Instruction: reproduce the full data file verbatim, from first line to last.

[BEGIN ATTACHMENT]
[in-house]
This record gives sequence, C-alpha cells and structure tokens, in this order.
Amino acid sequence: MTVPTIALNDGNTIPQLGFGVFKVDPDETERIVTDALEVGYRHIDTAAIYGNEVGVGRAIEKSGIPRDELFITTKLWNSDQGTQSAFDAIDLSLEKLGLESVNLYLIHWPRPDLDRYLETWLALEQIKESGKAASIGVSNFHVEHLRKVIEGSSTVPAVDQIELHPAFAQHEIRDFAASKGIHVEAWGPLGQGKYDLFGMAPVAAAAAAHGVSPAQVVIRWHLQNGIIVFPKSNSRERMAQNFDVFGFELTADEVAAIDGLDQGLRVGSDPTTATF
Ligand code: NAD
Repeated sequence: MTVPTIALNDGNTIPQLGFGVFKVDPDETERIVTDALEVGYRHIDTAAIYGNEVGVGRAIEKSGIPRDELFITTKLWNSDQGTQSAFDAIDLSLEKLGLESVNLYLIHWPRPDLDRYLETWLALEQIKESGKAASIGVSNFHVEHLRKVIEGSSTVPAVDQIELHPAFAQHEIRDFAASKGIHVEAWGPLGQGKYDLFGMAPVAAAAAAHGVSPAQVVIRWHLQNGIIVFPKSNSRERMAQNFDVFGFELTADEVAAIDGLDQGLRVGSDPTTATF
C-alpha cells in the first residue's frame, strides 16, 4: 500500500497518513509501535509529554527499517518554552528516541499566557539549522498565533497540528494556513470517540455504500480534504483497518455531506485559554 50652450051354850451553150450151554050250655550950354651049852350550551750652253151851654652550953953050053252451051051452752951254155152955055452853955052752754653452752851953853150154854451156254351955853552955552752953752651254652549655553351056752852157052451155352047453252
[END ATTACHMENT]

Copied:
[in-house]
This record gives sequence, C-alpha cells and structure tokens, in this order.
Amino acid sequence: MTVPTIALNDGNTIPQLGFGVFKVDPDETERIVTDALEVGYRHIDTAAIYGNEVGVGRAIEKSGIPRDELFITTKLWNSDQGTQSAFDAIDLSLEKLGLESVNLYLIHWPRPDLDRYLETWLALEQIKESGKAASIGVSNFHVEHLRKVIEGSSTVPAVDQIELHPAFAQHEIRDFAASKGIHVEAWGPLGQGKYDLFGMAPVAAAAAAHGVSPAQVVIRWHLQNGIIVFPKSNSRERMAQNFDVFGFELTADEVAAIDGLDQGLRVGSDPTTATF
Ligand code: NAD
Repeated sequence: MTVPTIALNDGNTIPQLGFGVFKVDPDETERIVTDALEVGYRHIDTAAIYGNEVGVGRAIEKSGIPRDELFITTKLWNSDQGTQSAFDAIDLSLEKLGLESVNLYLIHWPRPDLDRYLETWLALEQIKESGKAASIGVSNFHVEHLRKVIEGSSTVPAVDQIELHPAFAQHEIRDFAASKGIHVEAWGPLGQGKYDLFGMAPVAAAAAAHGVSPAQVVIRWHLQNGIIVFPKSNSRERMAQNFDVFGFELTADEVAAIDGLDQGLRVGSDPTTATF
C-alpha cells in the first residue's frame, strides 16, 4: 500500500497518513509501535509529554527499517518554552528516541499566557539549522498565533497540528494556513470517540455504500480534504483497518455531506485559554 50652450051354850451553150450151554050250655550950354651049852350550551750652253151851654652550953953050053252451051051452752951254155152955055452853955052752754653452752851953853150154854451156254351955853552955552752953752651254652549655553351056752852157052451155352047453252